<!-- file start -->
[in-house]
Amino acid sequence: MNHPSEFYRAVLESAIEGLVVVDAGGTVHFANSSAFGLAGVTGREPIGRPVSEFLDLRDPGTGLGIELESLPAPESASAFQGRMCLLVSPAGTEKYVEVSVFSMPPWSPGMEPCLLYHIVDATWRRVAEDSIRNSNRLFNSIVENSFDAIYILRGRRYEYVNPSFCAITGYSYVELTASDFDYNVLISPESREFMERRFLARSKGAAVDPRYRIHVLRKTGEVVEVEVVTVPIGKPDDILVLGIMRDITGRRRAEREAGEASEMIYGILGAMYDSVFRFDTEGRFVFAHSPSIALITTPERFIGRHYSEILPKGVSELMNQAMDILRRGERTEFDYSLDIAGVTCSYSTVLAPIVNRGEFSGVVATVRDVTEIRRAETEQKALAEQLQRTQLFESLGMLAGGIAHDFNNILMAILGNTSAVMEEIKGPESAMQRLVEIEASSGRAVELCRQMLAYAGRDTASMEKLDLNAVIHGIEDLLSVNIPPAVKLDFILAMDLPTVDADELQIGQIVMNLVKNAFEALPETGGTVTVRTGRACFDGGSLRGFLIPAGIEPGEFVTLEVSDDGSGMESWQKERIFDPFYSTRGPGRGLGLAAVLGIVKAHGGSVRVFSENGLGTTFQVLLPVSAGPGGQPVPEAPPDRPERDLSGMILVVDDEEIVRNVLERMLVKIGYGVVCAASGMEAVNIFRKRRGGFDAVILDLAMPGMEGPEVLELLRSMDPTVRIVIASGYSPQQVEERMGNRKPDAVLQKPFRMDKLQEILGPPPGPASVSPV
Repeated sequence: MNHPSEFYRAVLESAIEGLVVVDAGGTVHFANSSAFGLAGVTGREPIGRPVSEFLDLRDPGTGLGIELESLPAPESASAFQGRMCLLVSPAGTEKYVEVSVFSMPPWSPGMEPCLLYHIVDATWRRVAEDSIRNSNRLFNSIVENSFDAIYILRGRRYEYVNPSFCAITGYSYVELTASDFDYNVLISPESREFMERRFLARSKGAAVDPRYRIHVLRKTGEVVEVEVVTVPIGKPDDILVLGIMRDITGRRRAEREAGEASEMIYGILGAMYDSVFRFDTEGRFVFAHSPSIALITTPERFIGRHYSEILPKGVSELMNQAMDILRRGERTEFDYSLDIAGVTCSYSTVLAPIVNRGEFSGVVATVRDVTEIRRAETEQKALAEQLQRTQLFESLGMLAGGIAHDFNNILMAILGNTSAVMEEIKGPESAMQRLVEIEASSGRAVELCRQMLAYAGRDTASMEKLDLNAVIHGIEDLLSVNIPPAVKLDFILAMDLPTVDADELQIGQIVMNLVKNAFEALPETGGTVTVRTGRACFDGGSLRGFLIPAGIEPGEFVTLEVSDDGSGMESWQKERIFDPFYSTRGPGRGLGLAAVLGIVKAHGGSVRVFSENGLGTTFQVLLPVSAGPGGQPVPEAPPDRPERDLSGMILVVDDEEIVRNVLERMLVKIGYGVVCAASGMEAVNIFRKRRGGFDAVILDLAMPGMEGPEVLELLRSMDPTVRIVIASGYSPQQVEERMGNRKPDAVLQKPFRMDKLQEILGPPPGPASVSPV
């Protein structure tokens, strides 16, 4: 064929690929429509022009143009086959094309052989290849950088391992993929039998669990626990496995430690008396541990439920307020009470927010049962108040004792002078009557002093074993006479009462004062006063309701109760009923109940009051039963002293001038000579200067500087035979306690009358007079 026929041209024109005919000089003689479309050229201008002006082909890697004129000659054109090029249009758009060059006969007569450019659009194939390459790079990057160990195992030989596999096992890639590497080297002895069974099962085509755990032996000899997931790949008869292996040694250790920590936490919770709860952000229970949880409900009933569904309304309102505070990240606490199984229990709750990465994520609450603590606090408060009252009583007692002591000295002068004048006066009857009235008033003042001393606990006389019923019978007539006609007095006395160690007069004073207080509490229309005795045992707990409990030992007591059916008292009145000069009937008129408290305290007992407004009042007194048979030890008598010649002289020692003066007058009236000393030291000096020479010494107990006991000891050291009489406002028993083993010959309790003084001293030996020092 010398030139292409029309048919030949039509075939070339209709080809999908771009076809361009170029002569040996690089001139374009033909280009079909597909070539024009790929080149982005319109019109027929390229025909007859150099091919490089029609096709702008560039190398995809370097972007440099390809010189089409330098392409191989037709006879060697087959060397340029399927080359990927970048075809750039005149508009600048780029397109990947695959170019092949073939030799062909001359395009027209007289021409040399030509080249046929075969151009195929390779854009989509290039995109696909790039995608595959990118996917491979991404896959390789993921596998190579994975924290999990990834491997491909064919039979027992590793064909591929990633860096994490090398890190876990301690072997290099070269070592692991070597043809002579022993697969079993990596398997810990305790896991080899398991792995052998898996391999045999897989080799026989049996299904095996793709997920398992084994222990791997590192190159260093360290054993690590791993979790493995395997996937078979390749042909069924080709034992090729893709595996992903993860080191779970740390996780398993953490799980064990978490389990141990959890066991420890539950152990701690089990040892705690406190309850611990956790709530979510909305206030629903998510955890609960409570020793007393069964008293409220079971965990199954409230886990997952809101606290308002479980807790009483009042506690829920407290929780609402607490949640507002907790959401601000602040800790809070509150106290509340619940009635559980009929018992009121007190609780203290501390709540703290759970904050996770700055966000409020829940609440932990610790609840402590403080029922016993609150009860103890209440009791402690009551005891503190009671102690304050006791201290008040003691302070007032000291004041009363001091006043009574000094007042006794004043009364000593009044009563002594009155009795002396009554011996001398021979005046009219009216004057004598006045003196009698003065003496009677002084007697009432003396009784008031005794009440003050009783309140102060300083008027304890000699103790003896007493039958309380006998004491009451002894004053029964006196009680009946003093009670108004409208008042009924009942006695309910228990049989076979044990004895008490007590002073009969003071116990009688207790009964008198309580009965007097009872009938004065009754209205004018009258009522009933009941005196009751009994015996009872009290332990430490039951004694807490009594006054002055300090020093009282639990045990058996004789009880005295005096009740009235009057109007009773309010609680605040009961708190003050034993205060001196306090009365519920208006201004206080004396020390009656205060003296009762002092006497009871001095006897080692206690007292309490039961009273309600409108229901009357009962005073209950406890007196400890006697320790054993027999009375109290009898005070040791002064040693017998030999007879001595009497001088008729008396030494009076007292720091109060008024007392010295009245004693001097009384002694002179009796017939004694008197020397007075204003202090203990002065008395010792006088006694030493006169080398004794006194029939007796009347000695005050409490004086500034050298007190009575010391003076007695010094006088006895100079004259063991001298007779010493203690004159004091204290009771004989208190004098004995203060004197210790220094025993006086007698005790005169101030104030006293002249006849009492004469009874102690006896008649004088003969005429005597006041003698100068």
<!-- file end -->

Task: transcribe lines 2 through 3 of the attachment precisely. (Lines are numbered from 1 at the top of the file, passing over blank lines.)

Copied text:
Amino acid sequence: MNHPSEFYRAVLESAIEGLVVVDAGGTVHFANSSAFGLAGVTGREPIGRPVSEFLDLRDPGTGLGIELESLPAPESASAFQGRMCLLVSPAGTEKYVEVSVFSMPPWSPGMEPCLLYHIVDATWRRVAEDSIRNSNRLFNSIVENSFDAIYILRGRRYEYVNPSFCAITGYSYVELTASDFDYNVLISPESREFMERRFLARSKGAAVDPRYRIHVLRKTGEVVEVEVVTVPIGKPDDILVLGIMRDITGRRRAEREAGEASEMIYGILGAMYDSVFRFDTEGRFVFAHSPSIALITTPERFIGRHYSEILPKGVSELMNQAMDILRRGERTEFDYSLDIAGVTCSYSTVLAPIVNRGEFSGVVATVRDVTEIRRAETEQKALAEQLQRTQLFESLGMLAGGIAHDFNNILMAILGNTSAVMEEIKGPESAMQRLVEIEASSGRAVELCRQMLAYAGRDTASMEKLDLNAVIHGIEDLLSVNIPPAVKLDFILAMDLPTVDADELQIGQIVMNLVKNAFEALPETGGTVTVRTGRACFDGGSLRGFLIPAGIEPGEFVTLEVSDDGSGMESWQKERIFDPFYSTRGPGRGLGLAAVLGIVKAHGGSVRVFSENGLGTTFQVLLPVSAGPGGQPVPEAPPDRPERDLSGMILVVDDEEIVRNVLERMLVKIGYGVVCAASGMEAVNIFRKRRGGFDAVILDLAMPGMEGPEVLELLRSMDPTVRIVIASGYSPQQVEERMGNRKPDAVLQKPFRMDKLQEILGPPPGPASVSPV
Repeated sequence: MNHPSEFYRAVLESAIEGLVVVDAGGTVHFANSSAFGLAGVTGREPIGRPVSEFLDLRDPGTGLGIELESLPAPESASAFQGRMCLLVSPAGTEKYVEVSVFSMPPWSPGMEPCLLYHIVDATWRRVAEDSIRNSNRLFNSIVENSFDAIYILRGRRYEYVNPSFCAITGYSYVELTASDFDYNVLISPESREFMERRFLARSKGAAVDPRYRIHVLRKTGEVVEVEVVTVPIGKPDDILVLGIMRDITGRRRAEREAGEASEMIYGILGAMYDSVFRFDTEGRFVFAHSPSIALITTPERFIGRHYSEILPKGVSELMNQAMDILRRGERTEFDYSLDIAGVTCSYSTVLAPIVNRGEFSGVVATVRDVTEIRRAETEQKALAEQLQRTQLFESLGMLAGGIAHDFNNILMAILGNTSAVMEEIKGPESAMQRLVEIEASSGRAVELCRQMLAYAGRDTASMEKLDLNAVIHGIEDLLSVNIPPAVKLDFILAMDLPTVDADELQIGQIVMNLVKNAFEALPETGGTVTVRTGRACFDGGSLRGFLIPAGIEPGEFVTLEVSDDGSGMESWQKERIFDPFYSTRGPGRGLGLAAVLGIVKAHGGSVRVFSENGLGTTFQVLLPVSAGPGGQPVPEAPPDRPERDLSGMILVVDDEEIVRNVLERMLVKIGYGVVCAASGMEAVNIFRKRRGGFDAVILDLAMPGMEGPEVLELLRSMDPTVRIVIASGYSPQQVEERMGNRKPDAVLQKPFRMDKLQEILGPPPGPASVSPV